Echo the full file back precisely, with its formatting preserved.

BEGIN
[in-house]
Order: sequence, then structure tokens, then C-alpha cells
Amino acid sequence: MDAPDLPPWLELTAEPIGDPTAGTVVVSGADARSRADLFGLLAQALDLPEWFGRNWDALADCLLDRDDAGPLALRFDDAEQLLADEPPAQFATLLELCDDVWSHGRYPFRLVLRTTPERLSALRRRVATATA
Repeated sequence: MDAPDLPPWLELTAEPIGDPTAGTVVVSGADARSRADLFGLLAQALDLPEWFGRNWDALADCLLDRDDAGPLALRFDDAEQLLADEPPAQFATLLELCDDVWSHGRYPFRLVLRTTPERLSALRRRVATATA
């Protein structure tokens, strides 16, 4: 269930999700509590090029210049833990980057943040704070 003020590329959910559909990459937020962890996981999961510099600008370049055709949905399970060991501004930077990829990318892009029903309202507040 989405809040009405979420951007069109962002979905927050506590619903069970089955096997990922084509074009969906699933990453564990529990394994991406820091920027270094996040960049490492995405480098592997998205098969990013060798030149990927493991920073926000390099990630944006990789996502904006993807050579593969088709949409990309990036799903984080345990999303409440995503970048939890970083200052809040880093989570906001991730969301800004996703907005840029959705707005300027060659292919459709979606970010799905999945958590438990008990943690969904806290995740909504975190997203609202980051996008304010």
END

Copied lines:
[in-house]
Order: sequence, then structure tokens, then C-alpha cells
Amino acid sequence: MDAPDLPPWLELTAEPIGDPTAGTVVVSGADARSRADLFGLLAQALDLPEWFGRNWDALADCLLDRDDAGPLALRFDDAEQLLADEPPAQFATLLELCDDVWSHGRYPFRLVLRTTPERLSALRRRVATATA
Repeated sequence: MDAPDLPPWLELTAEPIGDPTAGTVVVSGADARSRADLFGLLAQALDLPEWFGRNWDALADCLLDRDDAGPLALRFDDAEQLLADEPPAQFATLLELCDDVWSHGRYPFRLVLRTTPERLSALRRRVATATA
């Protein structure tokens, strides 16, 4: 269930999700509590090029210049833990980057943040704070 003020590329959910559909990459937020962890996981999961510099600008370049055709949905399970060991501004930077990829990318892009029903309202507040 989405809040009405979420951007069109962002979905927050506590619903069970089955096997990922084509074009969906699933990453564990529990394994991406820091920027270094996040960049490492995405480098592997998205098969990013060798030149990927493991920073926000390099990630944006990789996502904006993807050579593969088709949409990309990036799903984080345990999303409440995503970048939890970083200052809040880093989570906001991730969301800004996703907005840029959705707005300027060659292919459709979606970010799905999945958590438990008990943690969904806290995740909504975190997203609202980051996008304010």